September 22nd, 2009
The show tonight at the Black Cat was a perfect example of two things: 1) why you should always show up early and catch opening acts and 2) how important it is for young bands, like Kill Hannah and Paper Route, to play in the opening slot before an established act, rather than tour on their own. Regarding number 1, there have been so many times when I’ve shown up early for a show and just been blown away by an opening band who I either didn’t know at all or had heard very little of prior to the show. As for number 2, too often, I have gone to shows where the main act is touring off their debut album (or maybe even their sophomore release) and they just don’t have enough music and/or enough of a fan base to support their own tour. Tonight’s show was a perfect example of why both of these tenets are true.
Unfortunately for me, I nearly flubbed number 1, showing up just in time to catch the last two songs of Paper Route’s set. Regardless, I was immediately impressed by this band from Nashville, TN. Despite only having five people onstage, the shear number of instruments and depth of the sound made it seem like you were watching twice that many people create the dense, dreamy pop music that filled the venue. Aside from the full size drum set that sat center stage, the band also had a separate, stand-up bass drum sitting to the left and a smaller, almost toy-like drum set on a riser set off to the right. In addition to these instruments, there were two guitars, a set of keyboards and an effects machine (if that’s what you call it?) onstage. Bottom line, there was so much filling the Black Cat’s main stage, it barely left room for the band members. And when the band’s drummer scaled that riser to wail away on the smaller, toy-like kit, he was nearly hitting his head on the club’s ceiling. These guys had literally packed the stage to the rafters. Regarding the music, let me just say this, in the course of two songs I was driven to buy Paper Route’s LP, EP and a t-shirt. These guys were incredible. I understand they're heading out on the road with Paramore next, so hopefully they’ll get the recognition they deserve on that tour. They definitely earned a new fan with me.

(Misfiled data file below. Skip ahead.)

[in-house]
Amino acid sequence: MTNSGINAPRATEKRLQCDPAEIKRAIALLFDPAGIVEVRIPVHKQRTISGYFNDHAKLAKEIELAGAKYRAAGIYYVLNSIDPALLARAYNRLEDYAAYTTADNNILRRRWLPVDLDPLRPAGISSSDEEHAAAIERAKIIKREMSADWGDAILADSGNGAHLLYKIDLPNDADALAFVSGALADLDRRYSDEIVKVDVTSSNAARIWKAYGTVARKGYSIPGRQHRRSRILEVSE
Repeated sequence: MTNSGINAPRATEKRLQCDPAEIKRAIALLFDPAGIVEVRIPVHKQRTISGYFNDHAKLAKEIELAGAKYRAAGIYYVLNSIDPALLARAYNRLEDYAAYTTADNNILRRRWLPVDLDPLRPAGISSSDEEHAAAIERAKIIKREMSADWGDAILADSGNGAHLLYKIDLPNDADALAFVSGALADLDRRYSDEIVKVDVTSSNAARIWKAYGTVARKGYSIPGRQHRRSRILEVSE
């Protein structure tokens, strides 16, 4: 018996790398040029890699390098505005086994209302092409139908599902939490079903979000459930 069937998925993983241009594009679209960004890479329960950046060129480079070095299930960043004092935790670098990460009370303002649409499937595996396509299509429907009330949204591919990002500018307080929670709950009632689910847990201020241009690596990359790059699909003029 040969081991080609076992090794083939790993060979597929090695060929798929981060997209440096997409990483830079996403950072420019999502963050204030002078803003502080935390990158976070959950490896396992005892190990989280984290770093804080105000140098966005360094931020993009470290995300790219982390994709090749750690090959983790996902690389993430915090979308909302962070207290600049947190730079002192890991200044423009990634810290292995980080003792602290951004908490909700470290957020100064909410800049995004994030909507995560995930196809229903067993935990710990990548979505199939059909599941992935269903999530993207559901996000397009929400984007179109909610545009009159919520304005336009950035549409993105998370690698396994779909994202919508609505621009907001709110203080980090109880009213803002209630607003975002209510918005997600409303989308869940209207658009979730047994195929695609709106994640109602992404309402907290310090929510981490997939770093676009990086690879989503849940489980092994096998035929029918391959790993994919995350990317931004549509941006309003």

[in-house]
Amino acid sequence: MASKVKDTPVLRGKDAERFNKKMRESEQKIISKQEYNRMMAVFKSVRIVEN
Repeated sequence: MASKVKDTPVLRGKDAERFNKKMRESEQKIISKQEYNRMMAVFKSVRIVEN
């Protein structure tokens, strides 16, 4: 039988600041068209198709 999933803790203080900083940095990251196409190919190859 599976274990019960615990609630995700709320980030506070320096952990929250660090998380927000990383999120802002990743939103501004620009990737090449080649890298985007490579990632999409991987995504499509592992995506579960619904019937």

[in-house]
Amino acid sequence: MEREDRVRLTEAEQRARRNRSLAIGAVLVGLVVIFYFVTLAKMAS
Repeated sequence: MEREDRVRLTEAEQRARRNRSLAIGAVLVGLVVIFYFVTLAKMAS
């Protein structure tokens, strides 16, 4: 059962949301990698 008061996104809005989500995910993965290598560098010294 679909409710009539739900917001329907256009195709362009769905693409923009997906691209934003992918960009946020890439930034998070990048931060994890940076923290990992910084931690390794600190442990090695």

This band was a perfect example of point number 2 from above. Kill Hannah are a band that I’ve heard quite a bit on alternative rock radio, but quite frankly never had much interest in what I was hearing. Had these guys been on their own tour, I more than likely would not have paid to see them. However, given that they were opening for She Wants Revenge, here I stood front and center as they took the stage, and my impression after seeing them in a live setting has changed dramatically.
Upon seeing the five band members as they took the stage, my very first thought was that they must be from Chicago and lo and behold, I was right. These guys just have that old school industrial; Wax Trax Records look to them, a la Sister Machine Gun. Vocalist Mat Devine marched to the beat of his own drum, wearing a white hoodie (with hood up), suspenders and red boots. The rest of the band members, guitarists Dan Wiese and Gil Baram, bassist Greg Corner and drummer Elias Mallin were clad in black and sported arm bands that depicted a heart in crosshairs. I have to mention that the guitars and bass all had bright white lights installed inside of them, giving an eerie glow that shot back into the crowd at all times…nice touch boys.